“In France, everyone is late to parties and that’s normal,” laughs Youtuber Tokyo No Jo

At 27, Tokyo No Jo is increasingly talked about on Youtube and TikTok where it has more than 650,000 subscribers. His specialty: humorous videos in which he compares the cultural differences between Japan, his country, and France, where he has lived since 2014. A topic that entertains as much as he wants, reflecting the growing interest of the French in manga and culture Japanese pop. Jo will also be one of the guests of honor this weekend at Art to play Nantes, one of the biggest art festivals in France.

You grew up in Japan, your whole family lives there, but you’ve been living in France for almost 8 years now. Why this choice?

I studied French as a second language, somewhat by accident, and one day I wanted to discover France by myself. I really liked it and decided to settle there. It was basically for a year and, finally, I stayed! I was enrolled at the Sorbonne for two years, I also worked in a travel agency, then in a company that organized repatriations. I discovered the sea, other cities, I have friends, the French cuisine is delicious. I feel good here.

What surprised you the most when you arrived in France?

Perhaps the coldness of the people at the beginning. The people on the street, the shopkeepers, the waiters don’t smile, they barely wave, at least in Paris. I was also shocked by the dirt in transport, delays, begging. You never see that in Japan. I appreciated the frankness of the French, it’s easier than in Japan to know what someone thinks. During the trip, I was also very surprised by the diversity of regions, dialects, pride. It’s like there are several small towns rolled into one.

Why did you start posting videos?

Since I’m a bit shy, I jumped in to get attention and try to make friends. The idea was to break the clichés about Japan, give my point of view on the differences with France, criticize the two countries making people laugh. I didn’t think it would be so successful. Today I earn between 3,000 and 4,000 euros a month with YouTube and TikTok, not counting the partnerships. I dedicate myself entirely to my videos, even though I publish much less than most other Youtubers.

In your videos you amuse yourself with the pitfalls of the French language. Was the learning difficult?

It was really a hassle at first. In Japan, when you learn French, you mainly work on writing. The first weeks in France, I didn’t understand anything orally. There are notions that aren’t obvious, such as masculine-feminine which doesn’t exist in Japanese. And then there are many subtleties that can create misunderstandings. When a girl says “I like you” or “I like you a lot”, she is much less strong than “I love you” for example! How come ? There are also French phrases or expressions that, when spoken, sound like profanity in Japanese. It’s pretty creepy (laughs).

One of your most successful videos is about supermarkets. You also trust that you spend a lot of time there…

I like it yes. I find ideas there. When you look at shopping carts, you learn things about people, their lives, their tastes. And it must be said that the supermarkets here are very different from Japan. There are security guards, a lot of alcohol, a lot of mineral water, few freshly prepared meals… Customers tear the plastic off the milk or Coca-Cola packs to take only one bottle. This is unimaginable in Japan.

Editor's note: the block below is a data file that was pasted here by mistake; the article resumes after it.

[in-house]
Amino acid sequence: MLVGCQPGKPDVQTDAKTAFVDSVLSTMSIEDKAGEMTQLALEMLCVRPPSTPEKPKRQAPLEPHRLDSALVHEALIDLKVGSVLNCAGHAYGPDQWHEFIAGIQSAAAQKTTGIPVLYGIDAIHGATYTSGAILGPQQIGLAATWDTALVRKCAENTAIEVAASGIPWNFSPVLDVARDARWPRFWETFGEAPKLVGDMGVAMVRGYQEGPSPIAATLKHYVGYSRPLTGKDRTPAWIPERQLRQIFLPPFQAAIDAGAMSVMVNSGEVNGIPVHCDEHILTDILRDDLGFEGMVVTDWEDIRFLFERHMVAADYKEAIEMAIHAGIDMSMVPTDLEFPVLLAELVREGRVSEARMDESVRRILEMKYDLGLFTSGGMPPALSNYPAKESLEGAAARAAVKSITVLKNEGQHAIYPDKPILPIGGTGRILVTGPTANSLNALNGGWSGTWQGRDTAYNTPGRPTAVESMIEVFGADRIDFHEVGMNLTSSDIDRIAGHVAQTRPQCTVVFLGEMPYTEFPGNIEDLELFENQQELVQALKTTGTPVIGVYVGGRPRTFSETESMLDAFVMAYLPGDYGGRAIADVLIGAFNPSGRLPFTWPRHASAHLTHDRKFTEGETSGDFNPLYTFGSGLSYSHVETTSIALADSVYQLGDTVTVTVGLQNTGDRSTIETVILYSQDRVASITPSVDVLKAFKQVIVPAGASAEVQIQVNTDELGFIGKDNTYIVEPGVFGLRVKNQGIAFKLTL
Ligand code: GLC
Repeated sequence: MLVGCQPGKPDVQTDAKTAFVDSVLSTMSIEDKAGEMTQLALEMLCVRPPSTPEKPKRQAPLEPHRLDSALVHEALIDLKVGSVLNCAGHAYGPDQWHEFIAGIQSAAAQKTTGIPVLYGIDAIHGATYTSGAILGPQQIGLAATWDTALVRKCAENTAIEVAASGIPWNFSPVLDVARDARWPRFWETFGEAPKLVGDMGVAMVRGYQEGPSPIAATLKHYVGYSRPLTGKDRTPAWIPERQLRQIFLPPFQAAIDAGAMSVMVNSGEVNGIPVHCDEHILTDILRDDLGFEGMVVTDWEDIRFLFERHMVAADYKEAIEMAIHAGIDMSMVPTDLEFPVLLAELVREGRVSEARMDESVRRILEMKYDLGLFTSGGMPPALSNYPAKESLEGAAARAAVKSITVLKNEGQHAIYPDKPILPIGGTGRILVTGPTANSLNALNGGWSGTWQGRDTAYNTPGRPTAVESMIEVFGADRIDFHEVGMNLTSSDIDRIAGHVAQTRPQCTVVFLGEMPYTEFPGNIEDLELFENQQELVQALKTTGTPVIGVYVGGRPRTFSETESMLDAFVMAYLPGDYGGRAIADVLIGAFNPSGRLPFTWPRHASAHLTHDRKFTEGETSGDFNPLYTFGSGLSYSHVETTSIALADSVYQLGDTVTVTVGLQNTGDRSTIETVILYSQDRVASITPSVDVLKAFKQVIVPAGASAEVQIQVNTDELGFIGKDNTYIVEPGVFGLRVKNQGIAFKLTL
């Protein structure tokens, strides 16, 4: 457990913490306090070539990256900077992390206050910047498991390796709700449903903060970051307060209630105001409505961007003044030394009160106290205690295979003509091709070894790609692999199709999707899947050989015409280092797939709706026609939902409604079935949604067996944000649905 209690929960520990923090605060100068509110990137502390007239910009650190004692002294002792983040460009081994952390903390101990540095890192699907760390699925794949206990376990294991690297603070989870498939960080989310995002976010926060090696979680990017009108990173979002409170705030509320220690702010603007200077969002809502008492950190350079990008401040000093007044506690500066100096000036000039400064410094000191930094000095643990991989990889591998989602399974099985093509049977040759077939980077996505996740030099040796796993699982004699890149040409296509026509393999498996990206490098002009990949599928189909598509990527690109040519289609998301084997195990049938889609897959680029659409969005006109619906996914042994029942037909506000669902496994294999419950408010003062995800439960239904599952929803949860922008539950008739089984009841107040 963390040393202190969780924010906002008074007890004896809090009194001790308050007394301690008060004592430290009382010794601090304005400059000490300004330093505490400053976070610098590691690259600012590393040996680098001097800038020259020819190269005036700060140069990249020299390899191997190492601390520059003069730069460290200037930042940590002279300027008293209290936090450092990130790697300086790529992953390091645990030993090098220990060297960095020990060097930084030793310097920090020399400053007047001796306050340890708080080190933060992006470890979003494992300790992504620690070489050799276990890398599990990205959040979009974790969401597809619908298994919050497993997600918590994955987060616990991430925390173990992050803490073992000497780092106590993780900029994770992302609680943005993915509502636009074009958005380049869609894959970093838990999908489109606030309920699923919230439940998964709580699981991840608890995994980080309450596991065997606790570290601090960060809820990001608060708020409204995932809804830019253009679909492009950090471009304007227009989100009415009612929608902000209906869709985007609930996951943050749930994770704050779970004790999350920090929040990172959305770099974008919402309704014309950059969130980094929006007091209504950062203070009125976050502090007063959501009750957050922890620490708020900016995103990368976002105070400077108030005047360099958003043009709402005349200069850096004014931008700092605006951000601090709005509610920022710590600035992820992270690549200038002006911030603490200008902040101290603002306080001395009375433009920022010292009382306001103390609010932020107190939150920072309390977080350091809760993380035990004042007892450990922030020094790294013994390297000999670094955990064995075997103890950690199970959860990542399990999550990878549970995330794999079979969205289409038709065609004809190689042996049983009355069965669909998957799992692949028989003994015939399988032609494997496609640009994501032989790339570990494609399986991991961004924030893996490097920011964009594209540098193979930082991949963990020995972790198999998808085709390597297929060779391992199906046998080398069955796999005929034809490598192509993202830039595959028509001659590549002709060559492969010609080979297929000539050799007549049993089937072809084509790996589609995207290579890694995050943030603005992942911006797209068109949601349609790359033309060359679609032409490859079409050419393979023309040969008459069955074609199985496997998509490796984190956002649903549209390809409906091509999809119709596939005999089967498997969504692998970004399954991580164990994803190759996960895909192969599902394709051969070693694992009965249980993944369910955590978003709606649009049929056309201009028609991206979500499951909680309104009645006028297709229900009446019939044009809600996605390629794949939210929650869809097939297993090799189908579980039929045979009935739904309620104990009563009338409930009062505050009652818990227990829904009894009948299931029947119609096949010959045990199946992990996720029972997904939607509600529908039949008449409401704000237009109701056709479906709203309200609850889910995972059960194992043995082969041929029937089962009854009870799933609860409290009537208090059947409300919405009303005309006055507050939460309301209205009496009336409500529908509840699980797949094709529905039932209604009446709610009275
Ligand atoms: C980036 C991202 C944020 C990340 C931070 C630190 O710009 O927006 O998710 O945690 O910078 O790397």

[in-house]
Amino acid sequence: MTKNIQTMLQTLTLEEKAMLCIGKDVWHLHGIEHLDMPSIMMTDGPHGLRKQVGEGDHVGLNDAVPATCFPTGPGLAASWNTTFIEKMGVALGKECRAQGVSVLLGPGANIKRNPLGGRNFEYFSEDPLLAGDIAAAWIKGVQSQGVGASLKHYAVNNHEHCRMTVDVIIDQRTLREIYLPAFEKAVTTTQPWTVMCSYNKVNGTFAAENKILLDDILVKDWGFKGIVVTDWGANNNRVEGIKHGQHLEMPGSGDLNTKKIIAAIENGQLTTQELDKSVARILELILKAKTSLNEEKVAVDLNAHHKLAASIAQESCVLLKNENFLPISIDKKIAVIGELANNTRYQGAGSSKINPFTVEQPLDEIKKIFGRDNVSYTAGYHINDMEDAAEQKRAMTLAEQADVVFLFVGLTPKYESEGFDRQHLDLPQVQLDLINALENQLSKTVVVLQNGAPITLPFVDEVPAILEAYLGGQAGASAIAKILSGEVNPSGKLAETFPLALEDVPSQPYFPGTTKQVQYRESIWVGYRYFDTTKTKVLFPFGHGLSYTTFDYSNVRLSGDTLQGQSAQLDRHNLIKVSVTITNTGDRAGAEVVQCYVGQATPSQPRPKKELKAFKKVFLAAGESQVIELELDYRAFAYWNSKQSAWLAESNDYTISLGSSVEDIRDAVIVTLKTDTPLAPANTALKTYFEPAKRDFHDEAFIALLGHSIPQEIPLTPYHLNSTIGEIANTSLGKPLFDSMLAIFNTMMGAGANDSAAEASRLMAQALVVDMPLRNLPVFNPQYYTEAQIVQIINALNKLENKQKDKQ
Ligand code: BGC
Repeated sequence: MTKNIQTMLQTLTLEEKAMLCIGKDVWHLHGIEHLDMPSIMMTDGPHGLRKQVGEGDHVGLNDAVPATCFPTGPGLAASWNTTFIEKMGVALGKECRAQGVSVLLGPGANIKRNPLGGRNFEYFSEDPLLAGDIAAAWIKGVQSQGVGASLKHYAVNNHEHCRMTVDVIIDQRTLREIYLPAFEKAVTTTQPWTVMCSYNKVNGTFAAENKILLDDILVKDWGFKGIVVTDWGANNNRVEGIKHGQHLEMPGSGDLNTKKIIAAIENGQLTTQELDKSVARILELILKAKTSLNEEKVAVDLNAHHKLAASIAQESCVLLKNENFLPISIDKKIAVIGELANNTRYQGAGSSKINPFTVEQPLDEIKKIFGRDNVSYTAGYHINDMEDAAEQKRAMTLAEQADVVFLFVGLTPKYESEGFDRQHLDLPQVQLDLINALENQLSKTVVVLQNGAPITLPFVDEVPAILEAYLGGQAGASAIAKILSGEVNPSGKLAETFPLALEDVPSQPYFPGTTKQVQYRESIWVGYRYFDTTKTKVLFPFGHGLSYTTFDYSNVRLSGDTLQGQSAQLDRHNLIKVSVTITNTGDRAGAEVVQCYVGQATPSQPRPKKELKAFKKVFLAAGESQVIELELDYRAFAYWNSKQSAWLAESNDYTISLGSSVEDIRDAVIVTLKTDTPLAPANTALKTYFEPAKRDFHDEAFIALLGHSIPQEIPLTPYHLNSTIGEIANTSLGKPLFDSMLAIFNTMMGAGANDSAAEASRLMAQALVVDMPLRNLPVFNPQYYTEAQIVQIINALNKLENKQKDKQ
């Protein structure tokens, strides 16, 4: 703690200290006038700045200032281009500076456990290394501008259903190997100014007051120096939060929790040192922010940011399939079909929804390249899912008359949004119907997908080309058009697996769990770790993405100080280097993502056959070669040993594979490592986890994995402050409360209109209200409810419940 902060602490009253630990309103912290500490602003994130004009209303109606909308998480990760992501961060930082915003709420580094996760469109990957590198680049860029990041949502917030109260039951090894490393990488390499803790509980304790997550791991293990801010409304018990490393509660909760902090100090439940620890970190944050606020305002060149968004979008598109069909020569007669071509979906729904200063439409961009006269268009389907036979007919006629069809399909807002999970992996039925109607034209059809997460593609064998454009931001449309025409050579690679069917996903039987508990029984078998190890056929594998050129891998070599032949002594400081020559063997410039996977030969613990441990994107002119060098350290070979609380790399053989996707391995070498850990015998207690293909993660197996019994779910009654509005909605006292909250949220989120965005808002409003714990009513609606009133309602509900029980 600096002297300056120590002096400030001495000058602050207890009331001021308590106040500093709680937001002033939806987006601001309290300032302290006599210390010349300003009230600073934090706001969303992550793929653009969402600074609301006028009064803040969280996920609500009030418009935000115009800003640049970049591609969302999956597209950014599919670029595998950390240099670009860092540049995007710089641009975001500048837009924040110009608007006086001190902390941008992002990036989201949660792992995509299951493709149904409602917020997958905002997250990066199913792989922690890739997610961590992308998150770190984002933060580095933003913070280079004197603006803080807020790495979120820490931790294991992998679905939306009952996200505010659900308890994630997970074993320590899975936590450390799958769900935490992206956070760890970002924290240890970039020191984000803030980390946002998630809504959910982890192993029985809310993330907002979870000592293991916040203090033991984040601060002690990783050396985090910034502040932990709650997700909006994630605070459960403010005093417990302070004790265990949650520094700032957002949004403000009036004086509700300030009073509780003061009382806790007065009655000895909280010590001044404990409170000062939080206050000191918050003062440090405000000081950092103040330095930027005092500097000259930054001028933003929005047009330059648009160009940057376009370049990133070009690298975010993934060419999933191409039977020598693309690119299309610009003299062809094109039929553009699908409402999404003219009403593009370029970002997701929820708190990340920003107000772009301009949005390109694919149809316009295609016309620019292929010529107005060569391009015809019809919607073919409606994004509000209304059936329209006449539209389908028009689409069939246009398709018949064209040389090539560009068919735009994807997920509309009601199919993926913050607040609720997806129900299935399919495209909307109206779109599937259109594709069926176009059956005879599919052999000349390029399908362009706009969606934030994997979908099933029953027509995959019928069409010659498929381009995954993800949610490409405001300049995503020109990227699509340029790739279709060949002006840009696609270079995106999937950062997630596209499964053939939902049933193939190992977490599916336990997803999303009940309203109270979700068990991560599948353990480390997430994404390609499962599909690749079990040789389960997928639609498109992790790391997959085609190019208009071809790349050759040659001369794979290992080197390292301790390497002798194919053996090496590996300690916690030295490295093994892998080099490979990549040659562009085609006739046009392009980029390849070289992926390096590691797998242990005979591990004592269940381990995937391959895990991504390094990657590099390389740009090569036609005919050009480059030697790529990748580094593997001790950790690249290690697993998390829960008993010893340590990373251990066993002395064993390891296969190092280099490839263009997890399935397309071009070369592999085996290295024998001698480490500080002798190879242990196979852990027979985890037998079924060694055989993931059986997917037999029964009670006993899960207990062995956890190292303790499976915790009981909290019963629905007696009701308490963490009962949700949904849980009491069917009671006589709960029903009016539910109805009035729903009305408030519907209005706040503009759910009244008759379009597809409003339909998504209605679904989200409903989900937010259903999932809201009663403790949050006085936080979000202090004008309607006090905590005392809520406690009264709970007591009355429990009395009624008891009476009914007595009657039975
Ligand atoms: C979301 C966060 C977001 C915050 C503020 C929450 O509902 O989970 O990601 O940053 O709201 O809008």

Another particularly popular video, the one dealing with the holidays…

In France everyone arrives late to parties and that’s normal. If you arrive on time, you will find yourself alone! The Japanese would have arrived ten minutes earlier! The other big difference is that guests are chatting in all corners: on a sofa, in the kitchen, in the hallway, on the balcony… It’s weird. In Japan, everyone is gathered around a table. And then for a classic evening in France, there are desserts, aperitif cakes, sausages, beers and that’s it. Finally, a nice bit of cooking. But it’s cool, it’s more relaxed than in Japan I think.

You also talk a lot about romantic relationships, obviously…

Because the codes are not the same at all. In Japan, we don’t call a woman we don’t know very well by her name, and we kiss her even less! Things are going much faster in France. I also have the impression that French women have more personality.

What idea do the Japanese have of France?

For my parents’ generation, France was the top, the big dream to travel. Seeing Paris, drinking champagne, all that… But I think it’s changed a bit. Young people have a somewhat snobbish image of France: gastronomy, elegance, castles, museums… An expensive destination that isn’t necessarily cool for partying. They are more attracted to pop culture from other countries like the US or Australia.

And then the French? I’m among the greatest manga readers in the world…

Some young French people are very savvy, they know manga much better than the Japanese themselves who, at times, are satisfied A piece Where is it naruto. Those who enter through the manga are often interested in Japanese culture, its history, food. I think Japan is attracting more and more people. They ask me many questions about him. But some clichés still die hard. Not all Japanese are calm, polite and eat a lot of fish! (laughs)

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